Let’s say you’re one of the ruling elites operating the nation for the benefit of the oligarchy. What’s the best way to distract the populace from your self-serving dominance in a blatantly neofeudal system?
1. Provide modern-day versions of Bread and Circuses to distract the commoners from what actually matters: “the golden age of TV” and binge-watching; a cultural obsession with glorifying oneself via selfies posted on Facebook and Instagram; tweeting outrage and indignation on Twitter; a corporate-state media which magnifies insignificant events into social crises, political “leaders” who intentionally inflame polarization and conflict and so on.
Combine all these distracting circuses into one 24/7 system-overload, and what do you get? A populace so distracted, so stressed, so emotionally dazed that they are unable to focus on the predatory exploitation of the ruling elites, much less figure out how to change the neofeudal status quo.
2. Divide the populace with calculatedly divisive cultural issues and turn the commoner class against itself: with no middle ground and no shared class identity allowed, the populace is easily sliced and diced into angry, disaffected tribes who blame whomever media propaganda has targeted as “the other” for the nation’s woes.
Correspondent Jonathan Twombly recently posted a description of this divide-and-conquer strategy of the ruling elites:
I eschew conspiracy theories because I don’t feel humans are smart enough or cohesive enough to pull them off. Usually self-interested people pulling in the same direction create the conditions that some people view as conspiracies.
With that preface stated, it seems to me that Right and Left elites, who share the common goal of making the world work for themselves, and who do not have to live with the consequences of their policies, have co-opted non-elite people with cultural and social issues meant to distract them from what’s going on economically.
Right elites take the bread out of the non-elites mouths by coopting non-elites on the right with the circuses of religion and nationalism. At the same time, the left elites have done the same by coopting left non-elites with the circuses of political correctness, multiculturalism, etc..
None of these things – religion, nationalism, political correctness, multiculturalism, feminism, anti-racism, etc. – are necessarily bad in themselves, particularly in moderation.
However, to distract people from having the economic wool pulled over their eyes, they need to be amped up into a public shouting match, which is what we see happening in media outlets controlled by, you guessed it, the elites.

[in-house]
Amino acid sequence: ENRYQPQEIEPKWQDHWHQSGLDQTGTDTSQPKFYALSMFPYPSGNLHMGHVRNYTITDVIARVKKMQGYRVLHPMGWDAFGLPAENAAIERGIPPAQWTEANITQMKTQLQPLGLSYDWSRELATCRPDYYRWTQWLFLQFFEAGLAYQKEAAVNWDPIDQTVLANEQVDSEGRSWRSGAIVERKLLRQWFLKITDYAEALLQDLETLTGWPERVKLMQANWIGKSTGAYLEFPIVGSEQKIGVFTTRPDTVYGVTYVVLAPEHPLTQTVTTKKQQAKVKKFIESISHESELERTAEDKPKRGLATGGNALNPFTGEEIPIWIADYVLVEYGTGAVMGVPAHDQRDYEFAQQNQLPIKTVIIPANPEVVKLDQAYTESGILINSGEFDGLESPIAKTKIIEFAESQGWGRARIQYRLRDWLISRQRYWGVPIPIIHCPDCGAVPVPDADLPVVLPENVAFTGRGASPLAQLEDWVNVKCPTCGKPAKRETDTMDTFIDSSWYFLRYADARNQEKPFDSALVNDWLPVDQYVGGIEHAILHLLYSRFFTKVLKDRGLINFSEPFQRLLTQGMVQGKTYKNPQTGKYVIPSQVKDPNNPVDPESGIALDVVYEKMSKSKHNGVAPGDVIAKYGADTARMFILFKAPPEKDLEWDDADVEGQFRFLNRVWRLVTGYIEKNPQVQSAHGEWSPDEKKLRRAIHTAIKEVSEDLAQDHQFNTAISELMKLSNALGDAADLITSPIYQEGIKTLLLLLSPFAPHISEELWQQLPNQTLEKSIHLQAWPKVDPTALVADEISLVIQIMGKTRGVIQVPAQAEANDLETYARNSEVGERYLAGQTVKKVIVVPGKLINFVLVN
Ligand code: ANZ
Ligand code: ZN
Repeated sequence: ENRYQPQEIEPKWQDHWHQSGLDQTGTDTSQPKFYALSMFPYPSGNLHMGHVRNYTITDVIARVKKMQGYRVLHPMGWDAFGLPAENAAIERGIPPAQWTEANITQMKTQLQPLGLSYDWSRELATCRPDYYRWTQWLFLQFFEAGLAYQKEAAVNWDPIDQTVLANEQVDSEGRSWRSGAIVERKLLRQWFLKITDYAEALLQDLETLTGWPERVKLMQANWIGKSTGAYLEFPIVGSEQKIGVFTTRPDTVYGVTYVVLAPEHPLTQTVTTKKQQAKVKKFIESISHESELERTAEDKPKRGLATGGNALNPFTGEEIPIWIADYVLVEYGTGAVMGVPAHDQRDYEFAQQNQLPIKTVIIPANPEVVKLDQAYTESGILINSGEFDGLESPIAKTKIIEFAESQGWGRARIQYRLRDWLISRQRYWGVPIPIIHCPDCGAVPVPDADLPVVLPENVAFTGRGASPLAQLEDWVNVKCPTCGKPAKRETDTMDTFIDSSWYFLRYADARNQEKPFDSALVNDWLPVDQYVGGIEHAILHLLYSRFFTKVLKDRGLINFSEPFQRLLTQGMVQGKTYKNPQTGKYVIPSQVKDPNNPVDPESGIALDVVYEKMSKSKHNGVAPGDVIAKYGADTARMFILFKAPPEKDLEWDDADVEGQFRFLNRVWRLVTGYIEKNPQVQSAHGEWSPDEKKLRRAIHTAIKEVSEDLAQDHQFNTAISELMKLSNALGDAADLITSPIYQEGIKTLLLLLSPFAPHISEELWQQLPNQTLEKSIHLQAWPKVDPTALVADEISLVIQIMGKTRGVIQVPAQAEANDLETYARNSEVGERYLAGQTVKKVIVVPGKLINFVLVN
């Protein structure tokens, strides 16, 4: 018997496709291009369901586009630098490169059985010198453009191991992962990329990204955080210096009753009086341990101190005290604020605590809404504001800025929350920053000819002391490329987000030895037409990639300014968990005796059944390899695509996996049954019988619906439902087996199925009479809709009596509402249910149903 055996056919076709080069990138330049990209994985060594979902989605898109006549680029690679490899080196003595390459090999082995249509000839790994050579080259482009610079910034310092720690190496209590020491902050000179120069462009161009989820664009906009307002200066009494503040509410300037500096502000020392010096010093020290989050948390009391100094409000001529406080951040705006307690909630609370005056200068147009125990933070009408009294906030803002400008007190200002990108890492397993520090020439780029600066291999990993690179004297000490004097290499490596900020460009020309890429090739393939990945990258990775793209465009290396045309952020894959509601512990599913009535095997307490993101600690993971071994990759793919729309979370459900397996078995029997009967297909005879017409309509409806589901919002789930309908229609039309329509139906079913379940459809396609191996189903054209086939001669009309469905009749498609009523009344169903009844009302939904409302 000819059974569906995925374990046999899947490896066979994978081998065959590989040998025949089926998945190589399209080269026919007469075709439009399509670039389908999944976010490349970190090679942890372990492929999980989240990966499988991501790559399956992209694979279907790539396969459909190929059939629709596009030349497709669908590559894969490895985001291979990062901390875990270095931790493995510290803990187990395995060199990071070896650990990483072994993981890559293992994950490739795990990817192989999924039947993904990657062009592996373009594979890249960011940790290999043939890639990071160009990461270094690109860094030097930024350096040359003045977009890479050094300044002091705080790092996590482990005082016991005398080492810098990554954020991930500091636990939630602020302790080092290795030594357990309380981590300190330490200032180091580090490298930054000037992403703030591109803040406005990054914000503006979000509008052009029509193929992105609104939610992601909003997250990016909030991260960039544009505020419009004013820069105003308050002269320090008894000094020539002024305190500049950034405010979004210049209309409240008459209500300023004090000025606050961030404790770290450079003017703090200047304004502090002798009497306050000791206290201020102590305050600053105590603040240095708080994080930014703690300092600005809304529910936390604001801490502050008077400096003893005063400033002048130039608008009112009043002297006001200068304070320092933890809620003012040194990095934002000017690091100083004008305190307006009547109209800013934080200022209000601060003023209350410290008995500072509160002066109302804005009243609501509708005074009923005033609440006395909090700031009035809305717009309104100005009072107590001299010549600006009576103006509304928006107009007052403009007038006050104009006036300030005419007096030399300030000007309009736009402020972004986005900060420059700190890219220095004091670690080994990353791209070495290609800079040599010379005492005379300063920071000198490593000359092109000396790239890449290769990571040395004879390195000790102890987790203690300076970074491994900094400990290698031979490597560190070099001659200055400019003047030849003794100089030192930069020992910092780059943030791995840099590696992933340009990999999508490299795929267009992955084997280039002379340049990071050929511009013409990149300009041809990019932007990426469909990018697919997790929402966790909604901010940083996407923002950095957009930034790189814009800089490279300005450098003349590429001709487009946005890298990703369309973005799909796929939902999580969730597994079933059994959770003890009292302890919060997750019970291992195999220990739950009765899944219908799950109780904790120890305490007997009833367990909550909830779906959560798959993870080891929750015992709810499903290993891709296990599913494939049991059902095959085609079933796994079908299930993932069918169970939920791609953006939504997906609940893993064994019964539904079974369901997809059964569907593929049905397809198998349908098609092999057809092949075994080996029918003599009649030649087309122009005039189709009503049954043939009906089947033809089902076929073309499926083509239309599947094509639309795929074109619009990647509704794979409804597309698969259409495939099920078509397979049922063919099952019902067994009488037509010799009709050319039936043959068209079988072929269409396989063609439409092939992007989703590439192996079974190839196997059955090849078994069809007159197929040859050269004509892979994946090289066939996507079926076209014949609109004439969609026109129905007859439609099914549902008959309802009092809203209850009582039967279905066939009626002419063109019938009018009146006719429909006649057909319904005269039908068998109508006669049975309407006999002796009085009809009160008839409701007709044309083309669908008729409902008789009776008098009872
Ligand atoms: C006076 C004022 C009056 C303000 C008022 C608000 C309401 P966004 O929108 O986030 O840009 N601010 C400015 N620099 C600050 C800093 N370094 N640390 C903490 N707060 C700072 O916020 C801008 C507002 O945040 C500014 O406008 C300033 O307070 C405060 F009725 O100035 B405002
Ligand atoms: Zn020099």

The Old Left was concerned with bread and butter issues and extracting a bigger piece of the economic pie from the elites. The Old Right, in turn, was concerned with order and the stability of the system, and was prepared to give up some of the pie in order to stave off the pitchforks.
However, the stateless super-rich of the New Left-Right Elite Alliance no longer need to buy off the non-elites with money.
They have no fear of the pitchforks because they can flee behind bodyguards (private armies as in the Middle Ages are coming) or gated communities, or they can flee the country in an instant if they need to, taking with the large chunks of their wealth, which is now either offshore or mobile thanks to international banking. They have become insulated from the consequences of their policies.
The non-elites are mad as hell, but don’t know exactly where to direct their anger, because the social and cultural issues the elites have used to co-opt the non-elites are also incredibly effective at keeping the left and right non-elites in a constant state of anger at each other.
The Elite’s greatest fear is that left and right non-elites realize who their real enemies are, and that their fighting with each other over cultural issues is what the Elites want them to be doing.
Well said, Jonathan, thank you for the succinct summary of these control mechanisms.
The era we’re entering – a disintegrative winter – lends itself to discord and the decline of common ground, as I addressed two years ago in A Disintegrative Winter: The Debt and Anti-Status Quo Super-Cycle Has Turned.
We can see this is the rise of cultural, social, financial and political polarization:
Huxley spoke of loving our servitude: if we let the ruling elites distract and divide us, then we will in effect be choosing to love our servitude.
By Charles Hugh Smith, Guest writer